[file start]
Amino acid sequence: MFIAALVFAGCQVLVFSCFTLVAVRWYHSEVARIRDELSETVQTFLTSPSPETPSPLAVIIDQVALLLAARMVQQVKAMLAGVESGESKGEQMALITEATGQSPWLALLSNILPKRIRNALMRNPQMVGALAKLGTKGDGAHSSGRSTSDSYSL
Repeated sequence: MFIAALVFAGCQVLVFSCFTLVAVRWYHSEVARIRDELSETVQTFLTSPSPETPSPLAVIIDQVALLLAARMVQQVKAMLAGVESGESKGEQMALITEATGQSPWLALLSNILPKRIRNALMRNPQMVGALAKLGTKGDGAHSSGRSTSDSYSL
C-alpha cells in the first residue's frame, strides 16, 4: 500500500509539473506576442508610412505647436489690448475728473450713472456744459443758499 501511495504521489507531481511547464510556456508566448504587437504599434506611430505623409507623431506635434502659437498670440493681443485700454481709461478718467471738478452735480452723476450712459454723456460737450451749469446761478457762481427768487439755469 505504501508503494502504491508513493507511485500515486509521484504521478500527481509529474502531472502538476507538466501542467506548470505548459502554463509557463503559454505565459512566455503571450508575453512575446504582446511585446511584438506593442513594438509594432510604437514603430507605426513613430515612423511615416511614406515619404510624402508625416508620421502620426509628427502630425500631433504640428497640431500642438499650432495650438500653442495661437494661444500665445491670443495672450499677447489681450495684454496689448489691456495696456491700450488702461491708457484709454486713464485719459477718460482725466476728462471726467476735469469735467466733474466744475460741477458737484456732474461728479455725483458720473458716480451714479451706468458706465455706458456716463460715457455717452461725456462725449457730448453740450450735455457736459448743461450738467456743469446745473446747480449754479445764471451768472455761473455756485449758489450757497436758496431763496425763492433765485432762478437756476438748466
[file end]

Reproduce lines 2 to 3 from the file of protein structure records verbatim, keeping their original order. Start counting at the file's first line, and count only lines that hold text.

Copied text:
Repeated sequence: MFIAALVFAGCQVLVFSCFTLVAVRWYHSEVARIRDELSETVQTFLTSPSPETPSPLAVIIDQVALLLAARMVQQVKAMLAGVESGESKGEQMALITEATGQSPWLALLSNILPKRIRNALMRNPQMVGALAKLGTKGDGAHSSGRSTSDSYSL
C-alpha cells in the first residue's frame, strides 16, 4: 500500500509539473506576442508610412505647436489690448475728473450713472456744459443758499 501511495504521489507531481511547464510556456508566448504587437504599434506611430505623409507623431506635434502659437498670440493681443485700454481709461478718467471738478452735480452723476450712459454723456460737450451749469446761478457762481427768487439755469 505504501508503494502504491508513493507511485500515486509521484504521478500527481509529474502531472502538476507538466501542467506548470505548459502554463509557463503559454505565459512566455503571450508575453512575446504582446511585446511584438506593442513594438509594432510604437514603430507605426513613430515612423511615416511614406515619404510624402508625416508620421502620426509628427502630425500631433504640428497640431500642438499650432495650438500653442495661437494661444500665445491670443495672450499677447489681450495684454496689448489691456495696456491700450488702461491708457484709454486713464485719459477718460482725466476728462471726467476735469469735467466733474466744475460741477458737484456732474461728479455725483458720473458716480451714479451706468458706465455706458456716463460715457455717452461725456462725449457730448453740450450735455457736459448743461450738467456743469446745473446747480449754479445764471451768472455761473455756485449758489450757497436758496431763496425763492433765485432762478437756476438748466